The beer garden serves many purposes. Once a waiter of fine Australian, Belgian, Czech and German beers, it is also considered to be a traditionally great place to find bona fide goulash, blintzes, or bratwurst, and if you’re lucky, sweaty, mature man in undershirts would be playing the unpronounceable card games of their adolescence.
The following are five of the best beer garden in New York City. Some of the bars are traditional while some are modern, meaning that they may not have goulash on the menu, plus there is another bar on the way.
This is the oldest of all New York City beer gardens. It’s been open since 1910 and is managed by the Bohemian Citizens’ Benevolent Society of Astoria. It doesn’t look anything special from the outside – you might even dismiss it as simply another dive bar – but inside consists of deep wooden booths which are perfect for sinking into a plate of pierogies and a pint of Krušovice světlé. Alternatively, you can bring friends to share a $15 pitcher of Gaffel.
29-19 24th Avenue, Astoria
d.b.a. is not considered to be a beer garden but they might as well, given that they carry around sixty varieties of beer, which include 12 different types of Belgian Trappist. If you’re feeling adventurous, they serve single-malt Scotches, a multitude of American, Irish, and even Canadian whiskeys, together with many different tequilas.
The outdoor décor is nothing special, it simply consists of white plastic chairs and tables, but the atmosphere here is so pleasant, especially with the Friday night after-work crowd throwing back brews and letting their hair loose. Weekends spent at the East Village location are often a mad crush of people, so check out the Brooklyn outpost, which has a mellower attitude but has a similarly sparse interior.
41 First Avenue, East Village and 113 N. 7th Street, Brooklyn
This is definitely not your average beer garden, with its cool, gleaming industrial fixtures and a combined 30,000 square feet between it indoor and outdoor space. Studio Square is located just two subway stops from midtown Manhattan New York, and consists of around twenty beers on tap, together with one gluten-free beer called Greens Discovery.
The muscular security guards and a disc rotations that’s heavy on “dance your pants off” type of tunes give it a clubby vibe. Beer prices here are very reasonable at$13 for a liter an $18 for a pitcher. The menu includes amazing Black Angus burgers for about 10bucks.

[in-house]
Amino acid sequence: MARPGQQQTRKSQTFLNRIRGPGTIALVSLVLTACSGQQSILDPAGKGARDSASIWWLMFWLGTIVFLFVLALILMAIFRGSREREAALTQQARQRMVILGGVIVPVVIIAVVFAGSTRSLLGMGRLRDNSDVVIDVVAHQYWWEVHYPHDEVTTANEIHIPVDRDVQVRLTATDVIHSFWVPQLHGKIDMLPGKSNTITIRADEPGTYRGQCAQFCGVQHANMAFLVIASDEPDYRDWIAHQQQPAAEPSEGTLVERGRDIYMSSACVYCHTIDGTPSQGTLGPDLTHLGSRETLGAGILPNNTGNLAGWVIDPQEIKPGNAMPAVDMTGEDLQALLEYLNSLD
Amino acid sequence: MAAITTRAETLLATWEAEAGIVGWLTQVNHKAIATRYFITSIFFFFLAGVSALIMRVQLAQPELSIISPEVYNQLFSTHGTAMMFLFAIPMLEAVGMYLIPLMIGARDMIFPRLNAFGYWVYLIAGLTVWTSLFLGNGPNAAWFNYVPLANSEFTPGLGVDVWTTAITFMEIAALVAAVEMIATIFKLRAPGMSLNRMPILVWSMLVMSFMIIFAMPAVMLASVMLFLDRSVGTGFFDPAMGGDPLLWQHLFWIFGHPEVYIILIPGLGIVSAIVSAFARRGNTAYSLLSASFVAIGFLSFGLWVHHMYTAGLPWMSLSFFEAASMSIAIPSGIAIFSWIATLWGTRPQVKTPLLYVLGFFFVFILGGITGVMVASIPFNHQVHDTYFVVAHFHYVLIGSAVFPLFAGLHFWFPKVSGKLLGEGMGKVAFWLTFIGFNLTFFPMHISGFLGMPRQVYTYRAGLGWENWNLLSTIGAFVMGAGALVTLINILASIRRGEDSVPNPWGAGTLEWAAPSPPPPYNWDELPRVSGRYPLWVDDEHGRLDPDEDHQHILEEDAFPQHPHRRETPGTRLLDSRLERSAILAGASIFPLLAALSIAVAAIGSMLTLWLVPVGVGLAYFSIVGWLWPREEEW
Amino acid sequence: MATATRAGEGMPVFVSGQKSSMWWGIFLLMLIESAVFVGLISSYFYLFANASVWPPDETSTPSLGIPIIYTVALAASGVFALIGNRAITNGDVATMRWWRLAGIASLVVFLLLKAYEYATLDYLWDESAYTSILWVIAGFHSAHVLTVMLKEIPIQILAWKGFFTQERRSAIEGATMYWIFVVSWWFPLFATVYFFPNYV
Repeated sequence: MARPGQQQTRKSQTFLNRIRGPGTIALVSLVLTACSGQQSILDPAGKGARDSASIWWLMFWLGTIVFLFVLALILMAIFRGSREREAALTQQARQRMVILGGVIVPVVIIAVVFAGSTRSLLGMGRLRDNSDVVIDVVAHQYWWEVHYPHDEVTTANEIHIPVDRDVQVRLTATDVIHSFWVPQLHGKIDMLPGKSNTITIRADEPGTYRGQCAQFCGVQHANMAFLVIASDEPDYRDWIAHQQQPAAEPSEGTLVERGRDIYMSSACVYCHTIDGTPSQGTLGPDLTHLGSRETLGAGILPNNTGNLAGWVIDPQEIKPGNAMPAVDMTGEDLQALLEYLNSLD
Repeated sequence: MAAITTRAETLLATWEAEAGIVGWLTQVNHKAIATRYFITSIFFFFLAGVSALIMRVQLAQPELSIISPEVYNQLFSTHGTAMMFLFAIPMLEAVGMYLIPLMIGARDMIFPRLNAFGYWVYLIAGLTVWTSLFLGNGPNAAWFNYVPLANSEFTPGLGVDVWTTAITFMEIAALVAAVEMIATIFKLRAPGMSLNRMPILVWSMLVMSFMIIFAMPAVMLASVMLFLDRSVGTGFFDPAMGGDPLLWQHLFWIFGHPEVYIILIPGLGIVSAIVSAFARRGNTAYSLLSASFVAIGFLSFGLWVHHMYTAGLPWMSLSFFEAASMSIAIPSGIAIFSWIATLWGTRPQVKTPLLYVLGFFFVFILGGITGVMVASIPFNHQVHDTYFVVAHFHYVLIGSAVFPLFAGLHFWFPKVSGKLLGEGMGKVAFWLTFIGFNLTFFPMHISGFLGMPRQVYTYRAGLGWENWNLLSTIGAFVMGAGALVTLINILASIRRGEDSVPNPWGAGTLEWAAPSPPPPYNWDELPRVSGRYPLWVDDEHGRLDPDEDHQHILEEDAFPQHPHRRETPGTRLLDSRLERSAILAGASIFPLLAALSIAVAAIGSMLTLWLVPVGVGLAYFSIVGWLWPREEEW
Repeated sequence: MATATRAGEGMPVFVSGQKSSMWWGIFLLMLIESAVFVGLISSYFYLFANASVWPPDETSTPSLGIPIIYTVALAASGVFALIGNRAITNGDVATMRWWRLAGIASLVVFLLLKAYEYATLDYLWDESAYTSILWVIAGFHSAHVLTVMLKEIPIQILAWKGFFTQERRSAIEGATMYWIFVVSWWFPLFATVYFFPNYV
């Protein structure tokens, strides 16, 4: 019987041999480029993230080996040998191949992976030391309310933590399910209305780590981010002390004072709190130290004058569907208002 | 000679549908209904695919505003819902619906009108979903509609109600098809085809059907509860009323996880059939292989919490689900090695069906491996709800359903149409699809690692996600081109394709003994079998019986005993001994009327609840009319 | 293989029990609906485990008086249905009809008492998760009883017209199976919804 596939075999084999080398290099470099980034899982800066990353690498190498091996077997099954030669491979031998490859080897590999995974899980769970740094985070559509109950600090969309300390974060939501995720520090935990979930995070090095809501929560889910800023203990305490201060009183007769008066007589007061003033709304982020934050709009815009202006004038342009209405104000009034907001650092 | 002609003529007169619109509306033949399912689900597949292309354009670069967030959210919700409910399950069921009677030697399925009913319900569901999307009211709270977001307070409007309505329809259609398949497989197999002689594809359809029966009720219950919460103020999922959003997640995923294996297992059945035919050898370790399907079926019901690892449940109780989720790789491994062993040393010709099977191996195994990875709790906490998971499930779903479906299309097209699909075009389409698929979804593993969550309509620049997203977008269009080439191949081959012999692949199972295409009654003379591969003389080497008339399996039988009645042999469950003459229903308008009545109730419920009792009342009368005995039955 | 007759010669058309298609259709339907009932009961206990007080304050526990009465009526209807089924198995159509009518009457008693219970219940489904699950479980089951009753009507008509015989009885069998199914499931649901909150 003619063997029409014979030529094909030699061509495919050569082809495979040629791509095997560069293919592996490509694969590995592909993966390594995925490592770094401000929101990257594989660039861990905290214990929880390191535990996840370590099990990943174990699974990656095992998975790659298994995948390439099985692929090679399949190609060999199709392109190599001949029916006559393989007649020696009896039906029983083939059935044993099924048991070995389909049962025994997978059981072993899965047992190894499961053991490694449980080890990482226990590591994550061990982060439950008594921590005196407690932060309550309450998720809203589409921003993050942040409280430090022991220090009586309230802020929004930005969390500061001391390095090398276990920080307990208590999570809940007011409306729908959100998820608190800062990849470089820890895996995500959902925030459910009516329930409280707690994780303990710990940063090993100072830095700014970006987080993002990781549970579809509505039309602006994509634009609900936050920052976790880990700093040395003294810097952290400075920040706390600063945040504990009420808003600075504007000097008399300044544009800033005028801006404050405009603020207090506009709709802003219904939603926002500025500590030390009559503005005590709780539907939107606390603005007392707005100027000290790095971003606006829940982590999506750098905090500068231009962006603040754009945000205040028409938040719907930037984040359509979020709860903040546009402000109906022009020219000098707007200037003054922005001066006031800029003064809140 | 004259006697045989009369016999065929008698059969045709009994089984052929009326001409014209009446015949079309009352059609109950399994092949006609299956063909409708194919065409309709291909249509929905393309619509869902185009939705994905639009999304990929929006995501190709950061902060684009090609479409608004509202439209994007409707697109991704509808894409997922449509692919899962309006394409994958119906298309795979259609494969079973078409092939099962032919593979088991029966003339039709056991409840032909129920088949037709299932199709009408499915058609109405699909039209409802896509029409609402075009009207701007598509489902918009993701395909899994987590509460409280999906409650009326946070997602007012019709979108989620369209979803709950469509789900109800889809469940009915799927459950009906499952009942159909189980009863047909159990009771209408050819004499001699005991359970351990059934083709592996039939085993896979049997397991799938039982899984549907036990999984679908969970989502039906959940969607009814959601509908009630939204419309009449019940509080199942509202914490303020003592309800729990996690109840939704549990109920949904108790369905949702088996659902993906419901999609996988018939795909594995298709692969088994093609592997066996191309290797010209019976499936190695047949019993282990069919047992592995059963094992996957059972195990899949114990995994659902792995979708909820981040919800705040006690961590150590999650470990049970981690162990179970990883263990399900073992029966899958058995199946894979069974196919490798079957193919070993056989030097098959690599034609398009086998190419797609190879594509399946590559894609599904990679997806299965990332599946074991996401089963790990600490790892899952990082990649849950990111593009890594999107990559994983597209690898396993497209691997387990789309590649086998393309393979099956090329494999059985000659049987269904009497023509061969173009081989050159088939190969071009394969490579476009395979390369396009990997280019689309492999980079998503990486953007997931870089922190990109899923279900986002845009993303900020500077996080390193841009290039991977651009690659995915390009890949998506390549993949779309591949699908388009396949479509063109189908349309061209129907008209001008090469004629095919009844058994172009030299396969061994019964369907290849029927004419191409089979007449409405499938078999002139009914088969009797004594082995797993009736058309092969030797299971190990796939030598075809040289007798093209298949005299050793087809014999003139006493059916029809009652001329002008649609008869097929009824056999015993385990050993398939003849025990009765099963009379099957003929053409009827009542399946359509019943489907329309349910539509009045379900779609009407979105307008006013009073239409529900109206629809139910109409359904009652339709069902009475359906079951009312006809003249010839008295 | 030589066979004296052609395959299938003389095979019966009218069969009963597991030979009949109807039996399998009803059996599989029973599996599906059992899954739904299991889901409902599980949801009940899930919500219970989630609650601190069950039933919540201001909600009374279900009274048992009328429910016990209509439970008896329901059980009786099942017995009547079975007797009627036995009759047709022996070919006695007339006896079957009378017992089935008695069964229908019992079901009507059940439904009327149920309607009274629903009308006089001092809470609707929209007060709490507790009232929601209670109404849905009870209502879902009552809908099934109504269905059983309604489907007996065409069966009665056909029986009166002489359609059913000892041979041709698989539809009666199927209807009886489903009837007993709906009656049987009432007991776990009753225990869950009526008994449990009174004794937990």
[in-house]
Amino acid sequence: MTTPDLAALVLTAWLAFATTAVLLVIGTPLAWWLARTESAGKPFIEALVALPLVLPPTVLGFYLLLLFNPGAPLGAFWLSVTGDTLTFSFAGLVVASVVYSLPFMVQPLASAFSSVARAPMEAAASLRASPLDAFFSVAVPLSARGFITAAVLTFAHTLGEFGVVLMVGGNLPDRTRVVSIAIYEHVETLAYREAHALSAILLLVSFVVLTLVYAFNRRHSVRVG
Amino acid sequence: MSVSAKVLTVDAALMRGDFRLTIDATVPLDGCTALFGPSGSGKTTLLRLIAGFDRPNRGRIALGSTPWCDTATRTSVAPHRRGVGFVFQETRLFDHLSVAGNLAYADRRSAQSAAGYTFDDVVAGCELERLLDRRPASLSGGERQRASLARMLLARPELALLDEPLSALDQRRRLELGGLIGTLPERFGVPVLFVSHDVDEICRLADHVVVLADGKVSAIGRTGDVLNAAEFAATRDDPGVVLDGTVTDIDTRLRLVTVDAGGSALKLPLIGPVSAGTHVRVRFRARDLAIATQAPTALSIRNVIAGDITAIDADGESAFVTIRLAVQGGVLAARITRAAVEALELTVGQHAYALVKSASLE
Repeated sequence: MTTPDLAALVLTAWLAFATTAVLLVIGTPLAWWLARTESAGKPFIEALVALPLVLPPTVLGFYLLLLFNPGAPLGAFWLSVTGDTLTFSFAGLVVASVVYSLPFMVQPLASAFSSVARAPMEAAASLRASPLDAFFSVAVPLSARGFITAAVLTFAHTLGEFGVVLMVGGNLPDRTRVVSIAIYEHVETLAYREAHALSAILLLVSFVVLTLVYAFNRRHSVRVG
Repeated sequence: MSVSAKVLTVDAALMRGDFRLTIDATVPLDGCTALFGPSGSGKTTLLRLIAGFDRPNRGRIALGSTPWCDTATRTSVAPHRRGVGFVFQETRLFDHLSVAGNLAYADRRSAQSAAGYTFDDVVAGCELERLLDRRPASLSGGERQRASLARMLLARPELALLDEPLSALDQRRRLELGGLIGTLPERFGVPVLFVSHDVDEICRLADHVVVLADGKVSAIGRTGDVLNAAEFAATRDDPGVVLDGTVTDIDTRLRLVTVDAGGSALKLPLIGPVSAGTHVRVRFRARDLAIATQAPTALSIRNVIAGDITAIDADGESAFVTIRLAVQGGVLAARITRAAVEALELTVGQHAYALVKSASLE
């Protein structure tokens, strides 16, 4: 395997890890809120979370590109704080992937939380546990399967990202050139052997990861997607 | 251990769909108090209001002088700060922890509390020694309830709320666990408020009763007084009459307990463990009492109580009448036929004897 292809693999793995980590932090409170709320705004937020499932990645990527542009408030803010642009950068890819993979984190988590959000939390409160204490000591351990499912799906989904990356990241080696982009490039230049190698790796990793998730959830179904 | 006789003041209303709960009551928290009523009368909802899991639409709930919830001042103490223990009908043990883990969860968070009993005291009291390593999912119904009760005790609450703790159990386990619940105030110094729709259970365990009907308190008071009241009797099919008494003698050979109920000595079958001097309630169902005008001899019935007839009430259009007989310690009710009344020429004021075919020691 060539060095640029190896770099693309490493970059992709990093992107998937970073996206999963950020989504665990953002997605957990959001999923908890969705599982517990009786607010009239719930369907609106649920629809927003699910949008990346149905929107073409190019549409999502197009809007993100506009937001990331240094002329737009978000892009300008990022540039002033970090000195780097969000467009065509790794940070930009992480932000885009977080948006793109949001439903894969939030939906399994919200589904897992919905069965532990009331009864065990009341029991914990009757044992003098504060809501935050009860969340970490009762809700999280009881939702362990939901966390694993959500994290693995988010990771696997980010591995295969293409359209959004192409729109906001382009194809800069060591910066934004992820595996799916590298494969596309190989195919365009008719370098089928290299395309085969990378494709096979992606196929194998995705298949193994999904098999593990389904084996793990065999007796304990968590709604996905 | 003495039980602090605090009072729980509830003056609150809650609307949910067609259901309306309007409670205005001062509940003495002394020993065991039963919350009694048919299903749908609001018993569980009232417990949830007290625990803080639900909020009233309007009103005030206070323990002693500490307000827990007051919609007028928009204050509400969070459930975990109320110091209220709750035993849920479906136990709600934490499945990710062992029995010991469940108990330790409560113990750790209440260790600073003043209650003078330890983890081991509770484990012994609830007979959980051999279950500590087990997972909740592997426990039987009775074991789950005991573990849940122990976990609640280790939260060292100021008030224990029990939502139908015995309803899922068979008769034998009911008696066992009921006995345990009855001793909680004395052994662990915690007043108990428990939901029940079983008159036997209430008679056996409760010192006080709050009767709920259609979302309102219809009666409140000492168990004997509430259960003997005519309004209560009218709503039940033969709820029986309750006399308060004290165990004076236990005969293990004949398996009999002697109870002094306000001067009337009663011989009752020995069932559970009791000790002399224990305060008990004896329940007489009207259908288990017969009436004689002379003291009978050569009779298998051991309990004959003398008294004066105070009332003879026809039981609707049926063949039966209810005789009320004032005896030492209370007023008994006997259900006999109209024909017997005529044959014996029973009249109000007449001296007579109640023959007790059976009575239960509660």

35-33 36th Street, Long Island City
The beer garden is very close to Williamsburg’s massive hipster drag, the Radegast Hall & Biergarten all providing a respite from cheap cans of PBR. With 13 beers on draft and around 58 in bottles, you will not be regretting the lack of choices here.
Their menu includes Italian Pappardelle Primavera which is $11, and French Rib Steak which is $25 together with flaming kielbasa from the grill man located at the back. The space itself feature a retractable roof, exposed brick walls, and long wooden tables that provide just the right anchor for the $15 litre of Hofbrau that requires two hands to lift.
They also have a sweet brunch deal. All dishes are served with a free Cucumber Bloody Mary or Peach bellini.
113 N. 3rd Street, Brooklyn
Spuyten Duyvil is less of a beer garden and more of a tribute to beer itself. It is a place to swear fealty to the lord of hops. This Williamsburg bar consists of six beers on tap, cask offerings that are changed every season and about 140 different bottled beers, all broken down by country and region: Belgian, Dutch Swedish, Finnish, German, Japanese, together with Sri Lankan beers are all represented here.
The interiors of the beer garden are warm and very welcoming, with chalkboards listing what’s available and neat flea market finds decorating the walls. The garden’s ivy-covered brick walls obstruct the view of any lingering hipsters outside.
359 Metropolitan Avenue, Brooklyn
La Birreria was scheduled to open in 2011, but the date is being pushed back. It will be the rooftop beer garden of Mario Batali’s Italian megamart Eataly. Three different brewmasters- from Dogfish Head, Baladin, and Del Borgo breweries – are collaborating on three original ales, which will all be made in a copper clad system just a few feet from here customers sit.
Six draft ales together with 30 different bottled beers will round out the selection, and Batali himself is composing a menu of small dishes to accompany the beer. La Birreria could be a game-changer on the New York City biergarten scene, taking beer geeks out of the backyards and depositing us into the sleek, stylish caverns of the Flatiron district – or under the retractable rooftop, as it were.
200 Fifth Avenue